Open and close doors
Sensors are all around us; they are incredibly versatile tools, which are used in all kinds of automated processes – for example, to open and close doors, activate alarms, measure temperature or capture images. Essentially, anywhere you have a system with added intelligence, there is likely to be at least one sensor.
The rules that guide sensors and their work are an integral part of many IEC International Standards, for example the IEC 61508 series Functional Safety that was developed by IEC SC (Subcommittee) 65A: Industrial-process measurement, control and automation or IEC 61757, Fibre optic sensors, developed by IEC SC 86C: Fibre optic systems and active devices. IEC TC (Technical Committee) 47: Semiconductor devices, includes sensors in a number of its publications and so does IEC TC 76: Optical radiation safety and laser equipment; the list could go on and on. The fact is: a sensor is a component that can be used in a multitude of systems and devices. The field of application is enormous and comprises anything from semiconductors to Smart Grids, household devices to manufacturing, robotics and more.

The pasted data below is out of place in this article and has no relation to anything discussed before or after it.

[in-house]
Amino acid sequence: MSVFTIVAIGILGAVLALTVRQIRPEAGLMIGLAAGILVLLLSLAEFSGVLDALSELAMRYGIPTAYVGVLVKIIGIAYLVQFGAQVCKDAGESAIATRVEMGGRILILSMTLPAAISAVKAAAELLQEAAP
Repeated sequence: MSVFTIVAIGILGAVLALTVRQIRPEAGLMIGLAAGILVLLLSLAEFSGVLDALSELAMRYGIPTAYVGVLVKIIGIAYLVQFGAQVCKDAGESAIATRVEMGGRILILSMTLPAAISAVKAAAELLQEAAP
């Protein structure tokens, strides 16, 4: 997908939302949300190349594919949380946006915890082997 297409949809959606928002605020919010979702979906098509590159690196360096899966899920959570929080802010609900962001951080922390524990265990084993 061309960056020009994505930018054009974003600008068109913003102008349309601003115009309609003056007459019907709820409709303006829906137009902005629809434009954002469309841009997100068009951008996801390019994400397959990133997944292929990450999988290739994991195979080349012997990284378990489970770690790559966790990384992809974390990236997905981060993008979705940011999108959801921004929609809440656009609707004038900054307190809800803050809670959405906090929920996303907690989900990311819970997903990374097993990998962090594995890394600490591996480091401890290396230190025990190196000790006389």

Take, for example, the sensors that are used in intelligent buildings, where they allow power consumption to be detected, measured and controlled, and devices to be activated or shut-off. By relaying information to intelligent systems, sensors help detect whether or not a room is occupied, and measure ambient temperature to enable lighting, heating and air-conditioning to be controlled automatically. Wind-speed can be measured to provide automatic opening and closing of shutters; obstacles and passing people can be sensed to allow doors to open and close automatically and elevators can be made to stop smoothly at exactly the right level.
Sensors have a bright future in our increasingly automated world.